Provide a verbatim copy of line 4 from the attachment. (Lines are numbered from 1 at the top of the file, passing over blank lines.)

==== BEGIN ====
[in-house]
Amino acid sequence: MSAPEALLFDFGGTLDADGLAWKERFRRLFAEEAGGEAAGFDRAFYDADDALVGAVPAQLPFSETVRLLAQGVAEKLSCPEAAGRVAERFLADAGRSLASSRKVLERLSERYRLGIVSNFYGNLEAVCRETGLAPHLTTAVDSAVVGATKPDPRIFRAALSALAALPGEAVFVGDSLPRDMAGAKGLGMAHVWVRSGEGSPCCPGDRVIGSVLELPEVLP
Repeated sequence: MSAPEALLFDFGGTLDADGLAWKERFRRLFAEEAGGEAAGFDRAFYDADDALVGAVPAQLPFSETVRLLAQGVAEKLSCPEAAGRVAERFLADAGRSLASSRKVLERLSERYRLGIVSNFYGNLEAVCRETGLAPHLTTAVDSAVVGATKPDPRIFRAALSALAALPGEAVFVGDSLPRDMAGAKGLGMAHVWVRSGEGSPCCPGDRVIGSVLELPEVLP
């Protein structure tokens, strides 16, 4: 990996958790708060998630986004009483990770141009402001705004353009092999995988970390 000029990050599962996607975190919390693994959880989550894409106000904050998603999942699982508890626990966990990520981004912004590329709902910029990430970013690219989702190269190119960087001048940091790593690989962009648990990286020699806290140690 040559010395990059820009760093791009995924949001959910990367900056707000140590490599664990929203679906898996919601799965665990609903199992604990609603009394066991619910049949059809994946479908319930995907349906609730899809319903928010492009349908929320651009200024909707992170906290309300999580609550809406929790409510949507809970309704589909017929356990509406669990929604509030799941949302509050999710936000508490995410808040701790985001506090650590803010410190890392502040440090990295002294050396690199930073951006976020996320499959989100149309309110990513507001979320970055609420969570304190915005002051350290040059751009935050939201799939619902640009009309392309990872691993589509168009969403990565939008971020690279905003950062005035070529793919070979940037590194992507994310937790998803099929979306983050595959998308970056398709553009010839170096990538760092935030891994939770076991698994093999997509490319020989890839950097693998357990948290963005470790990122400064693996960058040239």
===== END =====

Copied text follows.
């Protein structure tokens, strides 16, 4: 990996958790708060998630986004009483990770141009402001705004353009092999995988970390 000029990050599962996607975190919390693994959880989550894409106000904050998603999942699982508890626990966990990520981004912004590329709902910029990430970013690219989702190269190119960087001048940091790593690989962009648990990286020699806290140690 040559010395990059820009760093791009995924949001959910990367900056707000140590490599664990929203679906898996919601799965665990609903199992604990609603009394066991619910049949059809994946479908319930995907349906609730899809319903928010492009349908929320651009200024909707992170906290309300999580609550809406929790409510949507809970309704589909017929356990509406669990929604509030799941949302509050999710936000508490995410808040701790985001506090650590803010410190890392502040440090990295002294050396690199930073951006976020996320499959989100149309309110990513507001979320970055609420969570304190915005002051350290040059751009935050939201799939619902640009009309392309990872691993589509168009969403990565939008971020690279905003950062005035070529793919070979940037590194992507994310937790998803099929979306983050595959998308970056398709553009010839170096990538760092935030891994939770076991698994093999997509490319020989890839950097693998357990948290963005470790990122400064693996960058040239």